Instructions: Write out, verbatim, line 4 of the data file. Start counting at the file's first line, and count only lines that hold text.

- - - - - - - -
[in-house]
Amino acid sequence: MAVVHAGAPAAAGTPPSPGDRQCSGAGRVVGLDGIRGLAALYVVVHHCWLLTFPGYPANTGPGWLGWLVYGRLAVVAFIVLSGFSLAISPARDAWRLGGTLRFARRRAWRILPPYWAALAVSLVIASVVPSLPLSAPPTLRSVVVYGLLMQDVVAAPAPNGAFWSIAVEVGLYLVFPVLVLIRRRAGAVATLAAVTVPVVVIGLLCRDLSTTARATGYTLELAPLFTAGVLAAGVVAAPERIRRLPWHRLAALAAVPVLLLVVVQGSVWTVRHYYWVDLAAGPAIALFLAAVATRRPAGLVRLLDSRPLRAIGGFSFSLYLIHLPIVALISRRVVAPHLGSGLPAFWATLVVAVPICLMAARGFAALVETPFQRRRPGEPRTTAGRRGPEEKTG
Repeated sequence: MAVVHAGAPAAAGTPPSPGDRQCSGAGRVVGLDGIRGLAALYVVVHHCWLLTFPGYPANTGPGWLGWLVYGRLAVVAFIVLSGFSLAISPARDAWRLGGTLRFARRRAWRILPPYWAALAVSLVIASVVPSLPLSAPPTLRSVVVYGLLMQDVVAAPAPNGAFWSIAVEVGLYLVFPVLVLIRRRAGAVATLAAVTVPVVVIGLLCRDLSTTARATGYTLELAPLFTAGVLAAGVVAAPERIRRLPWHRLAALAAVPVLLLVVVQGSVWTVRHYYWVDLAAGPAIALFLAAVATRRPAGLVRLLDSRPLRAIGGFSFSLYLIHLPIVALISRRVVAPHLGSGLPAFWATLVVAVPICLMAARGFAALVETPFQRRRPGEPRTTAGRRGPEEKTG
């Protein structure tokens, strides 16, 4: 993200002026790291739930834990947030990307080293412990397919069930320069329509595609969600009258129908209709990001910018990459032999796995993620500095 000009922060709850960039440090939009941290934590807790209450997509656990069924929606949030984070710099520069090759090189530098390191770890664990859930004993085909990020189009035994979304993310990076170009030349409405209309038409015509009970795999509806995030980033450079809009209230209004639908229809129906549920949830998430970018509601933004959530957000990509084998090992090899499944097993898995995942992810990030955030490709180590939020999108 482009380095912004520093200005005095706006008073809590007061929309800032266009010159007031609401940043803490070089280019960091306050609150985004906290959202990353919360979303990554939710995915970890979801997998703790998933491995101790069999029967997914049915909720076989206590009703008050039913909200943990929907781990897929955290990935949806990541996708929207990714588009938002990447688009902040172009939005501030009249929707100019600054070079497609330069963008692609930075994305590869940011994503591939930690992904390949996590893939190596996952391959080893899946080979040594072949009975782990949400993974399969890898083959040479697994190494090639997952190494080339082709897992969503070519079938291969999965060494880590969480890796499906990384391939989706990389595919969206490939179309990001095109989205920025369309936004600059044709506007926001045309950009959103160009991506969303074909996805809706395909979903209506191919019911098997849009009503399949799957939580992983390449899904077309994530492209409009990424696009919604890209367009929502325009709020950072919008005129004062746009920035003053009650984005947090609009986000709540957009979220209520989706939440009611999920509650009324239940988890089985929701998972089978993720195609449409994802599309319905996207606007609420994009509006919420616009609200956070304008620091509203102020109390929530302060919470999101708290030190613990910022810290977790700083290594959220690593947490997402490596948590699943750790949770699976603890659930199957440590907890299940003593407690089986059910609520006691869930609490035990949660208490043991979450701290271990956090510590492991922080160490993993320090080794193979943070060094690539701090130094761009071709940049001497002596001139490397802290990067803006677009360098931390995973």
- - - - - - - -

């Protein structure tokens, strides 16, 4: 993200002026790291739930834990947030990307080293412990397919069930320069329509595609969600009258129908209709990001910018990459032999796995993620500095 000009922060709850960039440090939009941290934590807790209450997509656990069924929606949030984070710099520069090759090189530098390191770890664990859930004993085909990020189009035994979304993310990076170009030349409405209309038409015509009970795999509806995030980033450079809009209230209004639908229809129906549920949830998430970018509601933004959530957000990509084998090992090899499944097993898995995942992810990030955030490709180590939020999108 482009380095912004520093200005005095706006008073809590007061929309800032266009010159007031609401940043803490070089280019960091306050609150985004906290959202990353919360979303990554939710995915970890979801997998703790998933491995101790069999029967997914049915909720076989206590009703008050039913909200943990929907781990897929955290990935949806990541996708929207990714588009938002990447688009902040172009939005501030009249929707100019600054070079497609330069963008692609930075994305590869940011994503591939930690992904390949996590893939190596996952391959080893899946080979040594072949009975782990949400993974399969890898083959040479697994190494090639997952190494080339082709897992969503070519079938291969999965060494880590969480890796499906990384391939989706990389595919969206490939179309990001095109989205920025369309936004600059044709506007926001045309950009959103160009991506969303074909996805809706395909979903209506191919019911098997849009009503399949799957939580992983390449899904077309994530492209409009990424696009919604890209367009929502325009709020950072919008005129004062746009920035003053009650984005947090609009986000709540957009979220209520989706939440009611999920509650009324239940988890089985929701998972089978993720195609449409994802599309319905996207606007609420994009509006919420616009609200956070304008620091509203102020109390929530302060919470999101708290030190613990910022810290977790700083290594959220690593947490997402490596948590699943750790949770699976603890659930199957440590907890299940003593407690089986059910609520006691869930609490035990949660208490043991979450701290271990956090510590492991922080160490993993320090080794193979943070060094690539701090130094761009071709940049001497002596001139490397802290990067803006677009360098931390995973």